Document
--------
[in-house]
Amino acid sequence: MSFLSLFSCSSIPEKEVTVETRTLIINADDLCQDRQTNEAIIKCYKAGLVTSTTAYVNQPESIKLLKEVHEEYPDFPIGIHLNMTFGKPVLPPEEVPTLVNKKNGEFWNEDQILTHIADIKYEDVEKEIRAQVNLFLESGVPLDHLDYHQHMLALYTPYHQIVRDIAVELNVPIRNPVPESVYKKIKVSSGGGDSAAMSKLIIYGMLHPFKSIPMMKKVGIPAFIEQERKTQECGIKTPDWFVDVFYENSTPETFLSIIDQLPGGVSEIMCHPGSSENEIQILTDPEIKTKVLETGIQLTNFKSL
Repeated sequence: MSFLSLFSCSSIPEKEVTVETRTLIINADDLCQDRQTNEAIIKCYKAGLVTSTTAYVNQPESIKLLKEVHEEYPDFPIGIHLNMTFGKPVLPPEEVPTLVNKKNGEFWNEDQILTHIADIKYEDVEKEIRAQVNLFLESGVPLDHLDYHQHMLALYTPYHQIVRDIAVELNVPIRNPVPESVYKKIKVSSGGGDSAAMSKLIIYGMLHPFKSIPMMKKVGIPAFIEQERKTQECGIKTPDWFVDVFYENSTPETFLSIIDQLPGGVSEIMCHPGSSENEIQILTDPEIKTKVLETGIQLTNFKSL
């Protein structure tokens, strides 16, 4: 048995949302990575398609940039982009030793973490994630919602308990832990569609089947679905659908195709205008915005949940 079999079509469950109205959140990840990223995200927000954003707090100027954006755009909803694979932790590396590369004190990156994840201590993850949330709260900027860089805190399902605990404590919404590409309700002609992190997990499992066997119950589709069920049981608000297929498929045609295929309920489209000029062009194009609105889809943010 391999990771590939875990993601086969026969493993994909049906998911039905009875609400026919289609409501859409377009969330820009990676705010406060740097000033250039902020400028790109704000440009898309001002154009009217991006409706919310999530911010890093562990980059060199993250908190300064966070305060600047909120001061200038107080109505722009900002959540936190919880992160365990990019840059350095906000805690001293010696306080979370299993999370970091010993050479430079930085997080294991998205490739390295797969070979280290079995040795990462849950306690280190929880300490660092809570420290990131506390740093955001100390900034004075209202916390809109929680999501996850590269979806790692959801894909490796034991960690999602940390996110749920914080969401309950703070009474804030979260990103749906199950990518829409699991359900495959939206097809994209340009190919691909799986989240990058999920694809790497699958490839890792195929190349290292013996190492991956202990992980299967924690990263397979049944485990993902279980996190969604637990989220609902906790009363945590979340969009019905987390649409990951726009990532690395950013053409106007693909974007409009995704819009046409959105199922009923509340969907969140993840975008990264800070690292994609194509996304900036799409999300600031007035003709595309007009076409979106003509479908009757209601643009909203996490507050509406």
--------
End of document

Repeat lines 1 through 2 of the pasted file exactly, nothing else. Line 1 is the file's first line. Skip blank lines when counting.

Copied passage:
[in-house]
Amino acid sequence: MSFLSLFSCSSIPEKEVTVETRTLIINADDLCQDRQTNEAIIKCYKAGLVTSTTAYVNQPESIKLLKEVHEEYPDFPIGIHLNMTFGKPVLPPEEVPTLVNKKNGEFWNEDQILTHIADIKYEDVEKEIRAQVNLFLESGVPLDHLDYHQHMLALYTPYHQIVRDIAVELNVPIRNPVPESVYKKIKVSSGGGDSAAMSKLIIYGMLHPFKSIPMMKKVGIPAFIEQERKTQECGIKTPDWFVDVFYENSTPETFLSIIDQLPGGVSEIMCHPGSSENEIQILTDPEIKTKVLETGIQLTNFKSL